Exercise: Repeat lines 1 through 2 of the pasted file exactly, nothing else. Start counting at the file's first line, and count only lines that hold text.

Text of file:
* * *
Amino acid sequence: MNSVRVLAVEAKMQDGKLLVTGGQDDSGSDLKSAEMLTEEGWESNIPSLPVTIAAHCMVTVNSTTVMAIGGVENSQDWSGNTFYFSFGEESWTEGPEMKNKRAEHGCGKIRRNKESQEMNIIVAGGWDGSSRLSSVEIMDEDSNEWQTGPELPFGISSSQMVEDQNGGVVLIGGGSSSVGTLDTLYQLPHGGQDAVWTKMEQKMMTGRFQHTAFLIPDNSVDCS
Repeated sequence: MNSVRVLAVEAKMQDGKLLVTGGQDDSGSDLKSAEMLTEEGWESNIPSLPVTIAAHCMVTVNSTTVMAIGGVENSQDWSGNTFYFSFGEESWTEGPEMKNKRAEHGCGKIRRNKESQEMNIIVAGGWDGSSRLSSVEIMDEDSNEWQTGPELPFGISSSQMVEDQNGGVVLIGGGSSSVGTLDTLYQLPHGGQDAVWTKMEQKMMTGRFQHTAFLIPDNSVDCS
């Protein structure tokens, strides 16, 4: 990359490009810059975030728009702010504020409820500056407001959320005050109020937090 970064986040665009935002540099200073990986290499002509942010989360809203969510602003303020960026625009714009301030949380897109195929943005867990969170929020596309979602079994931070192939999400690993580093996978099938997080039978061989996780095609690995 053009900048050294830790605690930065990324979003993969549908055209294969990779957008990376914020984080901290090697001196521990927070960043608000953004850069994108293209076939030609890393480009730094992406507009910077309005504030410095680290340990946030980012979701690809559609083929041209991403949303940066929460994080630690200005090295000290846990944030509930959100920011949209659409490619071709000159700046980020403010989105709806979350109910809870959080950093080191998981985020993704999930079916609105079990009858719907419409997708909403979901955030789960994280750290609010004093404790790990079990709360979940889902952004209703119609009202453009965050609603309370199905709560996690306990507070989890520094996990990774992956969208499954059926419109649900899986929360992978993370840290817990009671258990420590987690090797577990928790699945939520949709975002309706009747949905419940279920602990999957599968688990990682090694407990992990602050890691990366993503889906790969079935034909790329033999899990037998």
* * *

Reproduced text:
Amino acid sequence: MNSVRVLAVEAKMQDGKLLVTGGQDDSGSDLKSAEMLTEEGWESNIPSLPVTIAAHCMVTVNSTTVMAIGGVENSQDWSGNTFYFSFGEESWTEGPEMKNKRAEHGCGKIRRNKESQEMNIIVAGGWDGSSRLSSVEIMDEDSNEWQTGPELPFGISSSQMVEDQNGGVVLIGGGSSSVGTLDTLYQLPHGGQDAVWTKMEQKMMTGRFQHTAFLIPDNSVDCS
Repeated sequence: MNSVRVLAVEAKMQDGKLLVTGGQDDSGSDLKSAEMLTEEGWESNIPSLPVTIAAHCMVTVNSTTVMAIGGVENSQDWSGNTFYFSFGEESWTEGPEMKNKRAEHGCGKIRRNKESQEMNIIVAGGWDGSSRLSSVEIMDEDSNEWQTGPELPFGISSSQMVEDQNGGVVLIGGGSSSVGTLDTLYQLPHGGQDAVWTKMEQKMMTGRFQHTAFLIPDNSVDCS